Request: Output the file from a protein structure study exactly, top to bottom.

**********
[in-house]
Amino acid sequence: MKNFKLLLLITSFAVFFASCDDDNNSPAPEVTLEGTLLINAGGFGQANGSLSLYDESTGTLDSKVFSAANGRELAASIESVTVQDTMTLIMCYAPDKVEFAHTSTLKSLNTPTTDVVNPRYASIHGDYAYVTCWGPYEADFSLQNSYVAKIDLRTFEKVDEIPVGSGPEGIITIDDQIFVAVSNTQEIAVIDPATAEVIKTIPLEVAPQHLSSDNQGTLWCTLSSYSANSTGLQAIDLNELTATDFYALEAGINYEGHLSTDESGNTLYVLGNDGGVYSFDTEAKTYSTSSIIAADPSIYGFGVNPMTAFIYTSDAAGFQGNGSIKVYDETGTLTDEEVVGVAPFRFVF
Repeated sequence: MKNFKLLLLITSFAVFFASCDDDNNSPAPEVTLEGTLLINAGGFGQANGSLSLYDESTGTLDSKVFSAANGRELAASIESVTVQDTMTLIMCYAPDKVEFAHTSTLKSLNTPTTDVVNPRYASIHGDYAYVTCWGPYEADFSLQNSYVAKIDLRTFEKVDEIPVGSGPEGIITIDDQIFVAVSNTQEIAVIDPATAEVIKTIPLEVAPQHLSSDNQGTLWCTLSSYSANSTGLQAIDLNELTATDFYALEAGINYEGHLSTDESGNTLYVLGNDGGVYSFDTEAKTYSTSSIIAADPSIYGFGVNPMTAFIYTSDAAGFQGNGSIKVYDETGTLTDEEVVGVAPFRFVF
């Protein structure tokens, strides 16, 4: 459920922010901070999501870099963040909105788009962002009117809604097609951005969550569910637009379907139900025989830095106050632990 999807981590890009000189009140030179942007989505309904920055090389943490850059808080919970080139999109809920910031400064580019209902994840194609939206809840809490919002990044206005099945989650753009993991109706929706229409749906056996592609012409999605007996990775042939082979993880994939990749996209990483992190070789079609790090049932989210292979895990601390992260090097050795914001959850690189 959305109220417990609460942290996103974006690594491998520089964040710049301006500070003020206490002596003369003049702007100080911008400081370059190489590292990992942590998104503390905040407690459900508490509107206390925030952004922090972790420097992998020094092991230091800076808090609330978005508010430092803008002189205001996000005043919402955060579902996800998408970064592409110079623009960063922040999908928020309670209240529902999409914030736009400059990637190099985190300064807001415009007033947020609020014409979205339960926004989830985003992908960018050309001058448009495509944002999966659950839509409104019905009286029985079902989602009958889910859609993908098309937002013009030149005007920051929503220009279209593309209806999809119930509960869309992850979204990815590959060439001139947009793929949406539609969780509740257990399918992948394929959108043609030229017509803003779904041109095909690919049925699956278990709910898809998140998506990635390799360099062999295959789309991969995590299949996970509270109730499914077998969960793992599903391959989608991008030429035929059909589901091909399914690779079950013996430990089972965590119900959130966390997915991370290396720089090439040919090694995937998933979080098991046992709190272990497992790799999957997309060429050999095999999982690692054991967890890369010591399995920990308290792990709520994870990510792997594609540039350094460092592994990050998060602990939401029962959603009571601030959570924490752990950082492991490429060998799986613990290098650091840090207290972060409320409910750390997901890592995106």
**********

[in-house]
Amino acid sequence: MKNFKLLLLITSFAVFFASCDDDNNSPAPEVTLEGTLLINAGGFGQANGSLSLYDESTGTLDSKVFSAANGRELAASIESVTVQDTMTLIMCYAPDKVEFAHTSTLKSLNTPTTDVVNPRYASIHGDYAYVTCWGPYEADFSLQNSYVAKIDLRTFEKVDEIPVGSGPEGIITIDDQIFVAVSNTQEIAVIDPATAEVIKTIPLEVAPQHLSSDNQGTLWCTLSSYSANSTGLQAIDLNELTATDFYALEAGINYEGHLSTDESGNTLYVLGNDGGVYSFDTEAKTYSTSSIIAADPSIYGFGVNPMTAFIYTSDAAGFQGNGSIKVYDETGTLTDEEVVGVAPFRFVF
Repeated sequence: MKNFKLLLLITSFAVFFASCDDDNNSPAPEVTLEGTLLINAGGFGQANGSLSLYDESTGTLDSKVFSAANGRELAASIESVTVQDTMTLIMCYAPDKVEFAHTSTLKSLNTPTTDVVNPRYASIHGDYAYVTCWGPYEADFSLQNSYVAKIDLRTFEKVDEIPVGSGPEGIITIDDQIFVAVSNTQEIAVIDPATAEVIKTIPLEVAPQHLSSDNQGTLWCTLSSYSANSTGLQAIDLNELTATDFYALEAGINYEGHLSTDESGNTLYVLGNDGGVYSFDTEAKTYSTSSIIAADPSIYGFGVNPMTAFIYTSDAAGFQGNGSIKVYDETGTLTDEEVVGVAPFRFVF
């Protein structure tokens, strides 16, 4: 459920922010901070999501870099963040909105788009962002009117809604097609951005969550569910637009379907139900025989830095106050632990 999807981590890009000189009140030179942007989505309904920055090389943490850059808080919970080139999109809920910031400064580019209902994840194609939206809840809490919002990044206005099945989650753009993991109706929706229409749906056996592609012409999605007996990775042939082979993880994939990749996209990483992190070789079609790090049932989210292979895990601390992260090097050795914001959850690189 959305109220417990609460942290996103974006690594491998520089964040710049301006500070003020206490002596003369003049702007100080911008400081370059190489590292990992942590998104503390905040407690459900508490509107206390925030952004922090972790420097992998020094092991230091800076808090609330978005508010430092803008002189205001996000005043919402955060579902996800998408970064592409110079623009960063922040999908928020309670209240529902999409914030736009400059990637190099985190300064807001415009007033947020609020014409979205339960926004989830985003992908960018050309001058448009495509944002999966659950839509409104019905009286029985079902989602009958889910859609993908098309937002013009030149005007920051929503220009279209593309209806999809119930509960869309992850979204990815590959060439001139947009793929949406539609969780509740257990399918992948394929959108043609030229017509803003779904041109095909690919049925699956278990709910898809998140998506990635390799360099062999295959789309991969995590299949996970509270109730499914077998969960793992599903391959989608991008030429035929059909589901091909399914690779079950013996430990089972965590119900959130966390997915991370290396720089090439040919090694995937998933979080098991046992709190272990497992790799999957997309060429050999095999999982690692054991967890890369010591399995920990308290792990709520994870990510792997594609540039350094460092592994990050998060602990939401029962959603009571601030959570924490752990950082492991490429060998799986613990290098650091840090207290972060409320409910750390997901890592995106």